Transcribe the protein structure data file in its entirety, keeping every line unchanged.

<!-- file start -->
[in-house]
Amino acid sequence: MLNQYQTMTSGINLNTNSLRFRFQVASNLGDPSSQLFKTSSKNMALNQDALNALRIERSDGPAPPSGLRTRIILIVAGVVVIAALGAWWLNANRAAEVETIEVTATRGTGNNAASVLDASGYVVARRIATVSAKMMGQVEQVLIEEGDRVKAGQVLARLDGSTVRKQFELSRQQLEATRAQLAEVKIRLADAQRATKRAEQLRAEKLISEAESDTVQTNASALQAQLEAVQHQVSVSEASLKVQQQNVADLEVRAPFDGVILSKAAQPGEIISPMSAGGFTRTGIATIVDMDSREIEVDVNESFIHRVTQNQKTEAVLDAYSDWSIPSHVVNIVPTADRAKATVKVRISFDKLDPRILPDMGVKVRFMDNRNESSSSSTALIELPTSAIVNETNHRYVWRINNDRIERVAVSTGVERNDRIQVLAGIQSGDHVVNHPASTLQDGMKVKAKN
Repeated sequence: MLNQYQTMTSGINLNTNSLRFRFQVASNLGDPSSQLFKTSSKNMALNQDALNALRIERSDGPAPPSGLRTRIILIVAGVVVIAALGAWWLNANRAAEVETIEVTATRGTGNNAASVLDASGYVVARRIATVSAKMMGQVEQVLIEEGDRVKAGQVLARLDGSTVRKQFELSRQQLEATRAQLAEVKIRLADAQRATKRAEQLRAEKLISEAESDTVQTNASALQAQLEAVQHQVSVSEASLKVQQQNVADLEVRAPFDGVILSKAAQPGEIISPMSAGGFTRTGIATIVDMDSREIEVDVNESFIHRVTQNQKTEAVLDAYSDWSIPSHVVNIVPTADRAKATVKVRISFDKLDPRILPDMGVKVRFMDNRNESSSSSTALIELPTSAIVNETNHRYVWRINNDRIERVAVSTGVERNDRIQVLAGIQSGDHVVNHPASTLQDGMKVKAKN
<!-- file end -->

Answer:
[in-house]
Amino acid sequence: MLNQYQTMTSGINLNTNSLRFRFQVASNLGDPSSQLFKTSSKNMALNQDALNALRIERSDGPAPPSGLRTRIILIVAGVVVIAALGAWWLNANRAAEVETIEVTATRGTGNNAASVLDASGYVVARRIATVSAKMMGQVEQVLIEEGDRVKAGQVLARLDGSTVRKQFELSRQQLEATRAQLAEVKIRLADAQRATKRAEQLRAEKLISEAESDTVQTNASALQAQLEAVQHQVSVSEASLKVQQQNVADLEVRAPFDGVILSKAAQPGEIISPMSAGGFTRTGIATIVDMDSREIEVDVNESFIHRVTQNQKTEAVLDAYSDWSIPSHVVNIVPTADRAKATVKVRISFDKLDPRILPDMGVKVRFMDNRNESSSSSTALIELPTSAIVNETNHRYVWRINNDRIERVAVSTGVERNDRIQVLAGIQSGDHVVNHPASTLQDGMKVKAKN
Repeated sequence: MLNQYQTMTSGINLNTNSLRFRFQVASNLGDPSSQLFKTSSKNMALNQDALNALRIERSDGPAPPSGLRTRIILIVAGVVVIAALGAWWLNANRAAEVETIEVTATRGTGNNAASVLDASGYVVARRIATVSAKMMGQVEQVLIEEGDRVKAGQVLARLDGSTVRKQFELSRQQLEATRAQLAEVKIRLADAQRATKRAEQLRAEKLISEAESDTVQTNASALQAQLEAVQHQVSVSEASLKVQQQNVADLEVRAPFDGVILSKAAQPGEIISPMSAGGFTRTGIATIVDMDSREIEVDVNESFIHRVTQNQKTEAVLDAYSDWSIPSHVVNIVPTADRAKATVKVRISFDKLDPRILPDMGVKVRFMDNRNESSSSSTALIELPTSAIVNETNHRYVWRINNDRIERVAVSTGVERNDRIQVLAGIQSGDHVVNHPASTLQDGMKVKAKN